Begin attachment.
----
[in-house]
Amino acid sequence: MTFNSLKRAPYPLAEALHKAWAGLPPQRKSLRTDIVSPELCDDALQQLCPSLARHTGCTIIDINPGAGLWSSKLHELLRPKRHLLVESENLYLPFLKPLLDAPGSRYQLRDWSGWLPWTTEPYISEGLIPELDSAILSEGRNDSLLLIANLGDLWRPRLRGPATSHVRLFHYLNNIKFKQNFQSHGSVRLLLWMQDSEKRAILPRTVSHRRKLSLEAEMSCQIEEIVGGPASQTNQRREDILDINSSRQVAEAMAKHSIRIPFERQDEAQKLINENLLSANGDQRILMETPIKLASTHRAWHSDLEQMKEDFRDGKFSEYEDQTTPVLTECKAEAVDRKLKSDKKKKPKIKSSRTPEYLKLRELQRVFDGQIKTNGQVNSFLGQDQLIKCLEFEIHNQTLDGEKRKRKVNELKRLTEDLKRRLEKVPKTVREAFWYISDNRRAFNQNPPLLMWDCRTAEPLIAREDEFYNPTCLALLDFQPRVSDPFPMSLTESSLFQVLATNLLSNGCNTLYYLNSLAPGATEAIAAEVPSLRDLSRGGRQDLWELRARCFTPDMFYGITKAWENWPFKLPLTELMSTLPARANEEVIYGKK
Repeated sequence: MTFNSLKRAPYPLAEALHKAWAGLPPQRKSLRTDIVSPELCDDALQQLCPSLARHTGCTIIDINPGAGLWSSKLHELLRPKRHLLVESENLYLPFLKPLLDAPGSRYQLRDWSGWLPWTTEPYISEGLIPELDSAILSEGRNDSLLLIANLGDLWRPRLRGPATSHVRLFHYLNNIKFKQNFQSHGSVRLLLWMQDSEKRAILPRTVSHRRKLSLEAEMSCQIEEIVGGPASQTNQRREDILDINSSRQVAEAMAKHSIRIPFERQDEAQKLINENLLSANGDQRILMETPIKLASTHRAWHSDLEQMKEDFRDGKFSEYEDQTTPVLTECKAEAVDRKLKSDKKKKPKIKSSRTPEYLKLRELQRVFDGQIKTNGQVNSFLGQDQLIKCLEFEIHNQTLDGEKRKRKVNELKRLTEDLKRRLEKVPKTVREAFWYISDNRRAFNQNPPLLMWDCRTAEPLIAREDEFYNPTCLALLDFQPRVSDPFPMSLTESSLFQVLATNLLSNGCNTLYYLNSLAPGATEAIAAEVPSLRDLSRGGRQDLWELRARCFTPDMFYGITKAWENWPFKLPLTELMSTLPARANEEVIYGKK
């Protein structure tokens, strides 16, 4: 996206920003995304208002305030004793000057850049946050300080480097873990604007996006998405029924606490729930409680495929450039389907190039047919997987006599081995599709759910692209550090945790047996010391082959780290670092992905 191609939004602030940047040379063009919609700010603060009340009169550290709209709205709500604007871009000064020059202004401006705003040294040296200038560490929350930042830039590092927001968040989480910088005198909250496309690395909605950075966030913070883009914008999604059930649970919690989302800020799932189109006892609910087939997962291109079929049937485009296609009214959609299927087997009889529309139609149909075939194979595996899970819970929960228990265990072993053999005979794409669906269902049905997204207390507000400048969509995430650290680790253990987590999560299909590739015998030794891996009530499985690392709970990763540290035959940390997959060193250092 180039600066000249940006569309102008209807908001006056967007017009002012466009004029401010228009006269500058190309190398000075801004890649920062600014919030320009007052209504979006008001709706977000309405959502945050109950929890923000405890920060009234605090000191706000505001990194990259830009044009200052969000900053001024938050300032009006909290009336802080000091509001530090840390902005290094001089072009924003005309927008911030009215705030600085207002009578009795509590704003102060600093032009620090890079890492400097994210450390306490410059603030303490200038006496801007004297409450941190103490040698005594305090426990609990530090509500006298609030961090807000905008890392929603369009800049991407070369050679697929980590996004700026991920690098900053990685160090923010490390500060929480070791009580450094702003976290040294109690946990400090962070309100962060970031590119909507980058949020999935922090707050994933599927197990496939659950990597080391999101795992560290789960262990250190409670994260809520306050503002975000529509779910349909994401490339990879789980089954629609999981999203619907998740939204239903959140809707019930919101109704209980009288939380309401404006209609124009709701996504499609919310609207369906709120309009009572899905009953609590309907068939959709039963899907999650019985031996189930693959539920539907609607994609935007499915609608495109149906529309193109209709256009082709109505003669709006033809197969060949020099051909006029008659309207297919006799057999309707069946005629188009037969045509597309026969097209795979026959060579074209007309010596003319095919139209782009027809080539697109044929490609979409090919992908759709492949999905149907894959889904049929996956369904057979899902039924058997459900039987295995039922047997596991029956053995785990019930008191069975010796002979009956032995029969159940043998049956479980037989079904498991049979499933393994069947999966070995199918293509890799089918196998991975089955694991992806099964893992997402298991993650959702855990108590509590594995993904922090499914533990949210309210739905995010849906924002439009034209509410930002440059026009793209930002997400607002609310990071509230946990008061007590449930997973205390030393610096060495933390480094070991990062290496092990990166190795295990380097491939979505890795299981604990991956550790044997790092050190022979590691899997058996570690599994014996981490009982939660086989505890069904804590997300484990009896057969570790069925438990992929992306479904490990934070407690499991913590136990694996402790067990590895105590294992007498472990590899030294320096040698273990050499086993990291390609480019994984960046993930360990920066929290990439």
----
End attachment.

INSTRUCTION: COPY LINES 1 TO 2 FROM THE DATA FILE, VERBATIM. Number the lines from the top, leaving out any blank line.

[in-house]
Amino acid sequence: MTFNSLKRAPYPLAEALHKAWAGLPPQRKSLRTDIVSPELCDDALQQLCPSLARHTGCTIIDINPGAGLWSSKLHELLRPKRHLLVESENLYLPFLKPLLDAPGSRYQLRDWSGWLPWTTEPYISEGLIPELDSAILSEGRNDSLLLIANLGDLWRPRLRGPATSHVRLFHYLNNIKFKQNFQSHGSVRLLLWMQDSEKRAILPRTVSHRRKLSLEAEMSCQIEEIVGGPASQTNQRREDILDINSSRQVAEAMAKHSIRIPFERQDEAQKLINENLLSANGDQRILMETPIKLASTHRAWHSDLEQMKEDFRDGKFSEYEDQTTPVLTECKAEAVDRKLKSDKKKKPKIKSSRTPEYLKLRELQRVFDGQIKTNGQVNSFLGQDQLIKCLEFEIHNQTLDGEKRKRKVNELKRLTEDLKRRLEKVPKTVREAFWYISDNRRAFNQNPPLLMWDCRTAEPLIAREDEFYNPTCLALLDFQPRVSDPFPMSLTESSLFQVLATNLLSNGCNTLYYLNSLAPGATEAIAAEVPSLRDLSRGGRQDLWELRARCFTPDMFYGITKAWENWPFKLPLTELMSTLPARANEEVIYGKK